Gulf of Mexico
In this photo provided by the Coastal Protection and Restoration Authority, Louisiana Gov. John Bel Edwards sticking a large pin in a mural of Louisiana's coast, in Baton Rouge, La., Wednesday, Feb. 12, 2020, to show the location of the Maurepas Swamp. A council created to allocate money from water pollution fines paid after the catastrophic BP oil spill voted Wednesday to give Louisiana $130 million to link the state's second-largest coastal swamp back up to the Mississippi River, providing fresh water and sediment to nourish it. (Coastal Protection and Restoration Authority via AP)

LA - $130M in BP spill money to help reconnect big swamp to river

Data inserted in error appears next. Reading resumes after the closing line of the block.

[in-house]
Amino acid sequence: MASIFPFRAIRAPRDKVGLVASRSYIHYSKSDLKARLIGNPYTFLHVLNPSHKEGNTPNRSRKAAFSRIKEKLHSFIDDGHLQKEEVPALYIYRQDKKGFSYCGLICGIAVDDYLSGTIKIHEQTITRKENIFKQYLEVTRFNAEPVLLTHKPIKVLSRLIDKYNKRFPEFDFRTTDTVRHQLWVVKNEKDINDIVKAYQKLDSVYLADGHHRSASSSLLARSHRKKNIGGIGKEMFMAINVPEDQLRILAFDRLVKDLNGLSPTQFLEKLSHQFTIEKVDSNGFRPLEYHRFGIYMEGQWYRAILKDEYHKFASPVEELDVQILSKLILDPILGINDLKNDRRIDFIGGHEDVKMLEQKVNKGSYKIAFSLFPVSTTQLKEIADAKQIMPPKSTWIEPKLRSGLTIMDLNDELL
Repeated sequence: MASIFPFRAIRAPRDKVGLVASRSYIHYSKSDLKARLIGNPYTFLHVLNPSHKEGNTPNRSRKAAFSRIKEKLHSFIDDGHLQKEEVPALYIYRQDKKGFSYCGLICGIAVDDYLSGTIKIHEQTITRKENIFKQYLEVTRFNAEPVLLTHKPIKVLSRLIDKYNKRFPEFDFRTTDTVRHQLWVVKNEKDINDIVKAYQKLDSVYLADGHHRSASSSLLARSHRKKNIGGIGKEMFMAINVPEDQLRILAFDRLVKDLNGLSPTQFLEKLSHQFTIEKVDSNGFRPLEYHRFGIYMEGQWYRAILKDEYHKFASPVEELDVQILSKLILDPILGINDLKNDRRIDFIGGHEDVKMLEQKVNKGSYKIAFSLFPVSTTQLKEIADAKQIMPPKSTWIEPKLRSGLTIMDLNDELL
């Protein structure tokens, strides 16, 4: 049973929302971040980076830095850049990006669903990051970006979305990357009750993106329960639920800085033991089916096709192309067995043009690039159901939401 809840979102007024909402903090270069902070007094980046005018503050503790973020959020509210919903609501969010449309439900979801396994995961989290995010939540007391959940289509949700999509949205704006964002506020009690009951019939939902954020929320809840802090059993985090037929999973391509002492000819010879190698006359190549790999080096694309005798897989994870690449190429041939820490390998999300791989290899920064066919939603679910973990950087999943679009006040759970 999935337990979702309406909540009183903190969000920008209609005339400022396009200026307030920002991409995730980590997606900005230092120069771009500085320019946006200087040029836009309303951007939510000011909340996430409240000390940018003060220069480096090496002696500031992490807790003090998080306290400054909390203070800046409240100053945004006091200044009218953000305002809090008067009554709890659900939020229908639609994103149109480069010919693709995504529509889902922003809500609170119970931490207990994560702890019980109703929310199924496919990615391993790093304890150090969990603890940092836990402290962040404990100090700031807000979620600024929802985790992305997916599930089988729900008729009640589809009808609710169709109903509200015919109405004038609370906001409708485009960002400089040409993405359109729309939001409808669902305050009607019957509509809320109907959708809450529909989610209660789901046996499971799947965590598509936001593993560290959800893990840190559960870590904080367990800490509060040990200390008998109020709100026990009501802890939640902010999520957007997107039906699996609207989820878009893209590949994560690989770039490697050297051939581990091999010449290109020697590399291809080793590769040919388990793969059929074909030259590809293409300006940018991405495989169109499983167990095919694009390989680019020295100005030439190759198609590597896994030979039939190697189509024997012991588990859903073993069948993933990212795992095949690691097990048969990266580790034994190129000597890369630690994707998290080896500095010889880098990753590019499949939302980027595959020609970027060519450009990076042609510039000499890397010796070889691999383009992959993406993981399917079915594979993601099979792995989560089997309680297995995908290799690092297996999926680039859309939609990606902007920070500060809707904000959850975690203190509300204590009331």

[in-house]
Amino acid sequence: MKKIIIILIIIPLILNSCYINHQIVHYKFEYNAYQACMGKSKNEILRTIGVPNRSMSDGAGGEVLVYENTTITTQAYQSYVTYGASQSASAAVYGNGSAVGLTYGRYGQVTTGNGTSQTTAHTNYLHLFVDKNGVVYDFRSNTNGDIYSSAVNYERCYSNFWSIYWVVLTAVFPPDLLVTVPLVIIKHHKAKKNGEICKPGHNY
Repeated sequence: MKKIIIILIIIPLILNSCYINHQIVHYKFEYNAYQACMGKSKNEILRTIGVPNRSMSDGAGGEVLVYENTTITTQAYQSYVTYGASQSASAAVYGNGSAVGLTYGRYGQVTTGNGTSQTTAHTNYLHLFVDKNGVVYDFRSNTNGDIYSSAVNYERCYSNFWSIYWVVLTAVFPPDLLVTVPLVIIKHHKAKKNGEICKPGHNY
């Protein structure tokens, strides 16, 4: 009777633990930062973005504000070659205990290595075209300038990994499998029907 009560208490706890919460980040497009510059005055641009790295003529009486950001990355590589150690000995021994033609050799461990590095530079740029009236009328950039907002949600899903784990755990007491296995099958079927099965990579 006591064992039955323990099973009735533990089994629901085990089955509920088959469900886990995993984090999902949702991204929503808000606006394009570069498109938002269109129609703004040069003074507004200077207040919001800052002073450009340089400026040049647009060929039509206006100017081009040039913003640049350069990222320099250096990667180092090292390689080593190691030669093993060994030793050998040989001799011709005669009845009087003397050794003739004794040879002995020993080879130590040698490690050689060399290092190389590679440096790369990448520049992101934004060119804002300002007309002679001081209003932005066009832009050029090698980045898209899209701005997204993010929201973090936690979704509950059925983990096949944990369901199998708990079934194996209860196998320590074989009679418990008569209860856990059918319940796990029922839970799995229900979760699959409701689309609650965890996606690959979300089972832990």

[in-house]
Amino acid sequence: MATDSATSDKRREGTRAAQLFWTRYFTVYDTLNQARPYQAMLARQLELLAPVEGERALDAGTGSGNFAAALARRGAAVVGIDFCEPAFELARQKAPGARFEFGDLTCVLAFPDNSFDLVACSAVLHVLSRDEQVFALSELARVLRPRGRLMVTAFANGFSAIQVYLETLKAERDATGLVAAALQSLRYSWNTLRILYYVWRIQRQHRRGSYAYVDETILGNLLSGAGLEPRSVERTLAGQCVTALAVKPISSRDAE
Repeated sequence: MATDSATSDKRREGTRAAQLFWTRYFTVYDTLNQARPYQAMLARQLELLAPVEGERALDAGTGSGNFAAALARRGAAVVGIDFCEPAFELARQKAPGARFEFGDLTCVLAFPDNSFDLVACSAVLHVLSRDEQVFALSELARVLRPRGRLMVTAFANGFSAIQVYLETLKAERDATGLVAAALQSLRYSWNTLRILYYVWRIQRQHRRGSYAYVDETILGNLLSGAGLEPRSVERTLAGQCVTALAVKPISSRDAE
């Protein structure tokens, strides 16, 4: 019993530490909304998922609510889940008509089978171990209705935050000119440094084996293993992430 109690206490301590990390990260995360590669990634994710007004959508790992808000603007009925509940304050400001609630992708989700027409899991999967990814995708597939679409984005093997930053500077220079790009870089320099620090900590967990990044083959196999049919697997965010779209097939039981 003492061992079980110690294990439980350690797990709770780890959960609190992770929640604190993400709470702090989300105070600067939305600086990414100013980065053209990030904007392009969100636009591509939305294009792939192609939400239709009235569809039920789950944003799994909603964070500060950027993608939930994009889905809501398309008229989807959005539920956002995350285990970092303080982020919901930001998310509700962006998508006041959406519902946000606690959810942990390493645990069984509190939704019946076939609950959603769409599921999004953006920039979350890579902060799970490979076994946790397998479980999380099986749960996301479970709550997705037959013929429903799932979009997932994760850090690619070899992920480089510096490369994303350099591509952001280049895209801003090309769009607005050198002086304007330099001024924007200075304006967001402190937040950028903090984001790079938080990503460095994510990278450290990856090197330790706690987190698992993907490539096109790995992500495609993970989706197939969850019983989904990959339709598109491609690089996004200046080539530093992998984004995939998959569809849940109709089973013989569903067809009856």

Louisiana will get $130 million in BP oil spill money to link its second-largest coastal swamp back up to the Mississippi River, and Alabama will receive funds to add up to 12,000 acres (4,800 hectares) to a wildlife management area.

The RESTORE Council, made up of officials from the five Gulf states and several federal agencies, voted for the projects on Wednesday. The group was created to allocate money from Clean Water Act fines paid by BP and others after the catastrophic 2010 spill.

The amount approved for Alabama's project was not immediately available.

Louisiana's grant will go toward a system designed to deliver fresh water and sediment from the Mississippi River into the Maurepas Swamp about 30 miles (49 kilometers) west-northwest of New Orleans. Because levees cut it off from the Mississippi River and salt sometimes gets in through canals and nearby Lake Pontchartrain, the baldcypress and tupelo gum trees that make it a swamp have been dying for decades. Marsh grasses have taken over some areas and others have become open water.

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